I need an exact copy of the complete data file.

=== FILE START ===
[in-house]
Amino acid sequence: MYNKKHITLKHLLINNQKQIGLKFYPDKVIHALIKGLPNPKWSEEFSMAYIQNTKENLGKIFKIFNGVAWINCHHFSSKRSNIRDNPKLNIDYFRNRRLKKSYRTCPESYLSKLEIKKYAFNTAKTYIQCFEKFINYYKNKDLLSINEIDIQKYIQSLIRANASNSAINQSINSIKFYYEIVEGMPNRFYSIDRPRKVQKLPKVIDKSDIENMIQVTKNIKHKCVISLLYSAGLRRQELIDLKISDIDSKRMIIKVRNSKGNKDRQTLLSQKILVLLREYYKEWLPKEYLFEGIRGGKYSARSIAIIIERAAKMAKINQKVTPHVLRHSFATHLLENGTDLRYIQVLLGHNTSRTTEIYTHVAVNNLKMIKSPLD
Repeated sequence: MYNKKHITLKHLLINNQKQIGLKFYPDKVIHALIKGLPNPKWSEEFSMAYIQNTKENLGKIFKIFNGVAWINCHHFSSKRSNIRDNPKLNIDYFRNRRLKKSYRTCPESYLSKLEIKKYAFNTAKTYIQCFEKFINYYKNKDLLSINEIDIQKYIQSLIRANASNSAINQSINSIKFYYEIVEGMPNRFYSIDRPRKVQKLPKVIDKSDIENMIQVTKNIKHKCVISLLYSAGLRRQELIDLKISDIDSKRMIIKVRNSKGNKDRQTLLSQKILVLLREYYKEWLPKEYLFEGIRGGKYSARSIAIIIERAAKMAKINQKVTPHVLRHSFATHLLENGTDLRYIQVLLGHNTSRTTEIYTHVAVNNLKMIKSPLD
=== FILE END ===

[in-house]
Amino acid sequence: MYNKKHITLKHLLINNQKQIGLKFYPDKVIHALIKGLPNPKWSEEFSMAYIQNTKENLGKIFKIFNGVAWINCHHFSSKRSNIRDNPKLNIDYFRNRRLKKSYRTCPESYLSKLEIKKYAFNTAKTYIQCFEKFINYYKNKDLLSINEIDIQKYIQSLIRANASNSAINQSINSIKFYYEIVEGMPNRFYSIDRPRKVQKLPKVIDKSDIENMIQVTKNIKHKCVISLLYSAGLRRQELIDLKISDIDSKRMIIKVRNSKGNKDRQTLLSQKILVLLREYYKEWLPKEYLFEGIRGGKYSARSIAIIIERAAKMAKINQKVTPHVLRHSFATHLLENGTDLRYIQVLLGHNTSRTTEIYTHVAVNNLKMIKSPLD
Repeated sequence: MYNKKHITLKHLLINNQKQIGLKFYPDKVIHALIKGLPNPKWSEEFSMAYIQNTKENLGKIFKIFNGVAWINCHHFSSKRSNIRDNPKLNIDYFRNRRLKKSYRTCPESYLSKLEIKKYAFNTAKTYIQCFEKFINYYKNKDLLSINEIDIQKYIQSLIRANASNSAINQSINSIKFYYEIVEGMPNRFYSIDRPRKVQKLPKVIDKSDIENMIQVTKNIKHKCVISLLYSAGLRRQELIDLKISDIDSKRMIIKVRNSKGNKDRQTLLSQKILVLLREYYKEWLPKEYLFEGIRGGKYSARSIAIIIERAAKMAKINQKVTPHVLRHSFATHLLENGTDLRYIQVLLGHNTSRTTEIYTHVAVNNLKMIKSPLD